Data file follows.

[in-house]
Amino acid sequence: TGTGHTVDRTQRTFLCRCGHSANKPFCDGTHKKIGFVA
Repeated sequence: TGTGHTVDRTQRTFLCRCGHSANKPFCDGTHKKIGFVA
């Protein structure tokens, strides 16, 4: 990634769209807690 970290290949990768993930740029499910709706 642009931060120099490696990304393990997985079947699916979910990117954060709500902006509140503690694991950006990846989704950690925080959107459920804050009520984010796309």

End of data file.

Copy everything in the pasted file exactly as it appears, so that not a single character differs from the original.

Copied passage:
[in-house]
Amino acid sequence: TGTGHTVDRTQRTFLCRCGHSANKPFCDGTHKKIGFVA
Repeated sequence: TGTGHTVDRTQRTFLCRCGHSANKPFCDGTHKKIGFVA
């Protein structure tokens, strides 16, 4: 990634769209807690 970290290949990768993930740029499910709706 642009931060120099490696990304393990997985079947699916979910990117954060709500902006509140503690694991950006990846989704950690925080959107459920804050009520984010796309």